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In a bid to clean up the islands of garbage streaming across the world's oceans, a new system designed to collect millions of tons of plastic is to be launched in the Pacific by the end of the year. Julian Ryall reports.
For the last six years, Boyan Slat has been working toward making a dream into reality. Now, at least two years ahead of his initial schedule, the Dutch entrepreneur is preparing to launch a revolutionary system that is designed to clean the world's oceans of discarded plastic.
With more than five trillion pieces of plastic littering the seas - and increasingly breaking down and entering the food chain - Slat agrees that it is a momentous undertaking. But he is confident that enhancements to the design of the equipment used by his company, The Ocean Cleanup, will enable the system to remove 50 percent of the Great Pacific Garbage Patch in just five years.
To give some idea of the scale of the task, estimates put the debris field located between the coast of California and the Hawaiian Islands at between 700,000 square kilometers and 15 million square kilometers. Similar patches of waste blight other oceans, but the one in the Pacific is the most expansive.
And every year, a further 8 million tons of plastic is dumped into the world's oceans, Slat points out, "which is the equivalent volume of two Empire State Buildings every week."
Oceans in crisis
Slat was first confronted by the crisis facing the planet's seas on a summer holiday to Greece at the age of 16. Instead of a clear blue sea inhabited by multi-colored fish, he discovered shards of plastic in the waves and on the sand.
Two years later, at the age of 18, he dropped out of a degree in aerospace engineering after just six months to set up The Ocean Cleanup. Based in the Dutch city of Delft, the foundation set about testing Slat's proposal for a startlingly simple solution to the problem of plastic pollution.
Efforts to date to cleanse the oceans of plastic have been based on ships crisscrossing the polluted areas and collecting debris as they go. According to simulations, that approach to the problem will take 79,000 years and an undeterminable amount of money.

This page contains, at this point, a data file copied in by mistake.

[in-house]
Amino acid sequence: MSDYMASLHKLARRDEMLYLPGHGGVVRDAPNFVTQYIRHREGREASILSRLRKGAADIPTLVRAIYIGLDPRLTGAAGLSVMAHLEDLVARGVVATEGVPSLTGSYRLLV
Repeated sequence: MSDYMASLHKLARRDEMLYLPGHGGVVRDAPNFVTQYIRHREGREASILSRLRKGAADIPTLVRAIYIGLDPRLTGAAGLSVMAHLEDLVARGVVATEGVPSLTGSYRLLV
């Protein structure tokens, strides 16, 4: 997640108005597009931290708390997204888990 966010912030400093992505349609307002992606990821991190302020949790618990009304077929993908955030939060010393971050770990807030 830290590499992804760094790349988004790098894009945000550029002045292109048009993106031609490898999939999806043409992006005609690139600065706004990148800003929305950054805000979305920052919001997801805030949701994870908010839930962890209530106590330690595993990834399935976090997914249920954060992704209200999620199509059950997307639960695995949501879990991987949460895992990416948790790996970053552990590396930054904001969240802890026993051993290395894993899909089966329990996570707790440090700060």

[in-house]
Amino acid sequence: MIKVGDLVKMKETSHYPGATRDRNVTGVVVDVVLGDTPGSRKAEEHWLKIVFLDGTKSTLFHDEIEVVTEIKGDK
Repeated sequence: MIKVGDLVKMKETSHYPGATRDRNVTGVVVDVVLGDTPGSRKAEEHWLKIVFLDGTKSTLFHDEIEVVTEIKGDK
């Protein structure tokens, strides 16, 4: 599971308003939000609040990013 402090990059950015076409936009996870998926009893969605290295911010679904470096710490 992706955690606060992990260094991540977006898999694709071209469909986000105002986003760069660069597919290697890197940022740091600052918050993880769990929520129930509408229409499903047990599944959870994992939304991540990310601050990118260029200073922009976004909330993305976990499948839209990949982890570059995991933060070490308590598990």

Slat's answer is the Ocean Cleanup Array, a boom that extends for many kilometers on the surface of the ocean and takes advantage of currents and winds that bring plastic debris into the arms. The plastic is then funneled to collecting points on the boom, where it is gathered and stored until a large amount has been collected and can be shipped away for recycling.
The Ocean Cleanup wants to use a boom that extends for many kilometers on the surface of the ocean and takes advantage of currents and winds that bring plastic debris into the arms
The plastic is then funneled to collecting points on the boom, where it is gathered and stored until a large amount has been collected and can be shipped away for recycling
The foundation has faced huge obstacles in the years since the project began - including whether to attach the array to the seabed or to let it drift, with collection efficiency, maritime law, the quality and recyclability of the plastic recovered - but Slat is confident that he will be ready to start extracting plastic from the Pacific within the next 12 months.
Unveiling the latest refinement to the technology in Utrecht on May 11, Slat announced that the first trial system would be installed off the west coast of the United States by the end of 2017 and a full-scale device would be deployed amid the Great Pacific Garbage Patch in the first half of 2018 - two years ahead of schedule.
"The clean-up of the world's oceans is just around the corner," said Slat, with four 12-meter sea anchors for the system towering over him. "Due to our attitude of 'testing to learn' until the technology is proven, I am confident that - with our expert partners - we will succeed in our mission."
Speaking subsequently with DW, Slat said the design has moved away from a system tethered to the seabed and has instead made progress with a floating system that uses sea anchors to ensure that the floating booms move more slowly than the plastic.
And instead of one huge barrier - one design was for a boom 100 kilometers from tip to tip - the improved modular system consists of a "fleet" of smaller screens, he added.
Improving the system
"Besides the new funding we have been able to realize, we have also been able to make significant changes and improvements in the system," Slat said.
"It is in constant flux. We constantly test to 'poke holes' in the design, so there are constant detail changes happening to it.
"The biggest visible change is the switch from a system moored to the seabed to a free-floating system," he said. "We learned this has many advantages, including reduced cost, higher plastic capture efficiency, lower pressure on the barrier from wind, waves and current, as well as the ability to learn from the first system before launching a second one.
"We now believe we have designed a much more robust and effective system, based on the lessons of our study and tests," he underlined. "It will not be perfect yet, but it will be a good point to study the iterative process of testing and improving the system in the Pacific."
According to Slat, at least 100 species are threatened with extinction as a result of plastic pollution, while the United Nations has estimated that countries around the world spend $13 billion on cleaning beaches. More is lost in damage caused to the fishing and tourism industries.
Slat's project aims to be far more than a drop in the ocean when it comes to cleaning up our seas.